Treatment of Skin Cancer
There are two different surgical options to treat skin cancer:
- Wide local excision. This means that a surgeon takes off the skin cancer with a margin of normal tissue. Many types of surgeons do this type of procedure, including General Surgeons, Plastic Surgeons, and Otolaryngologists. This is done in either the office or the operating room, depending on the size of the skin cancer. When wide local excision is done in the operating room, the surgeon may send the tissue to the pathologist for what is called a frozen section, meaning he or she will freeze that bit of tissue and look at it to see if there is any skin cancer left. This doesn’t work well for melanoma, and still isn’t 100% accurate for other types of skin cancer. We only know for sure after the pathologist processes the tissue with chemicals and special stains, which takes a few days.
- Mohs surgery. This is named after the doctor who created it, and is only done by specially-trained Mohs surgeons, who are dermatologists. This type of surgery is done in an office, using numbing medicine. The difference between this and a wide local excision is that the Mohs surgeon first takes out the cancer, then takes out just the rim of the wound and looks at that flat under a microscope himself (as opposed to sending it to a pathologist). This concept is a little hard to explain; this diagram clarifies the procedure. The take-home point is that Mohs surgery takes a little longer, because the surgeon takes the cancer out in multiple steps. But they remove as little normal tissue as possible, because they look at it under the microscope at each stage, and when you’re done with the Mohs surgery you know your cancer is gone.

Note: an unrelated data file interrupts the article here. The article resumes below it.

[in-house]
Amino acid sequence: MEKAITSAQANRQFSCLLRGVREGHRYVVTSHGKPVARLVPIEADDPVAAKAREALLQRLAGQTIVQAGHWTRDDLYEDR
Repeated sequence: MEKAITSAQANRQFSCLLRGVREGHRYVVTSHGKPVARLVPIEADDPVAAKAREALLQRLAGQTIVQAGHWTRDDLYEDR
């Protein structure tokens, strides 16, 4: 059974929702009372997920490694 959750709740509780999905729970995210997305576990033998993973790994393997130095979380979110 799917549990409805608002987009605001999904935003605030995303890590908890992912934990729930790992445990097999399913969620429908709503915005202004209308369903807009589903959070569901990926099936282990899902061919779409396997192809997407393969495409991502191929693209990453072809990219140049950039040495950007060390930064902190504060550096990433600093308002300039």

What About Afterward?
If you have a skin cancer removed, generally the physician who did the procedure will also close the wound. If you have had Mohs surgery, however, the Mohs surgeon may refer you to a Plastic Surgeon for skin cancers on the face. If this is the case, you will often see the Plastic Surgeon before your Mohs surgery, so that you have have the closure done as soon as possible afterward. The reconstructive surgery you have depends on how big the wound is, and where it is location. But options including skin grafting and local rotation flaps. See some before and after pictures below.
Before and After Photos***
***All patient results may vary, these procedures are for cosmetic purposes only and results are not guaranteed, nor are permanent. All patients are different and in no way will any procedures be alike, nor the recovery period.